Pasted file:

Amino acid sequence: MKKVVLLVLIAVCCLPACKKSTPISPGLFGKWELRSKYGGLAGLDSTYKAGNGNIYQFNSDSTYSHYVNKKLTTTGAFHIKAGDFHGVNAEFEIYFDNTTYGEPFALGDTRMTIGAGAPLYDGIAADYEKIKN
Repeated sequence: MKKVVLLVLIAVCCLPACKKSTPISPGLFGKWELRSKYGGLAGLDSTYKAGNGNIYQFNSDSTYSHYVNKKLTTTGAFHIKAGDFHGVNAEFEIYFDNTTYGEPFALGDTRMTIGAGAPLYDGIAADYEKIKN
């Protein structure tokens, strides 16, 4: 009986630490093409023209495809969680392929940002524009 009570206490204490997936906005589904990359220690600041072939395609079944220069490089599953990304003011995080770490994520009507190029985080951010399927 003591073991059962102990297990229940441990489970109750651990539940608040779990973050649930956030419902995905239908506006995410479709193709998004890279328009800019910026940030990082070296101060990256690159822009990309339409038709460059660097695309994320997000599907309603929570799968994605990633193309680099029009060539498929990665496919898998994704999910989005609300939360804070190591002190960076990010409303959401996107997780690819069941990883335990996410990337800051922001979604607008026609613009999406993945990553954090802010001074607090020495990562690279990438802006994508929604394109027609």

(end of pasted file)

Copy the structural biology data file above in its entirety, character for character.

Amino acid sequence: MKKVVLLVLIAVCCLPACKKSTPISPGLFGKWELRSKYGGLAGLDSTYKAGNGNIYQFNSDSTYSHYVNKKLTTTGAFHIKAGDFHGVNAEFEIYFDNTTYGEPFALGDTRMTIGAGAPLYDGIAADYEKIKN
Repeated sequence: MKKVVLLVLIAVCCLPACKKSTPISPGLFGKWELRSKYGGLAGLDSTYKAGNGNIYQFNSDSTYSHYVNKKLTTTGAFHIKAGDFHGVNAEFEIYFDNTTYGEPFALGDTRMTIGAGAPLYDGIAADYEKIKN
């Protein structure tokens, strides 16, 4: 009986630490093409023209495809969680392929940002524009 009570206490204490997936906005589904990359220690600041072939395609079944220069490089599953990304003011995080770490994520009507190029985080951010399927 003591073991059962102990297990229940441990489970109750651990539940608040779990973050649930956030419902995905239908506006995410479709193709998004890279328009800019910026940030990082070296101060990256690159822009990309339409038709460059660097695309994320997000599907309603929570799968994605990633193309680099029009060539498929990665496919898998994704999910989005609300939360804070190591002190960076990010409303959401996107997780690819069941990883335990996410990337800051922001979604607008026609613009999406993945990553954090802010001074607090020495990562690279990438802006994508929604394109027609």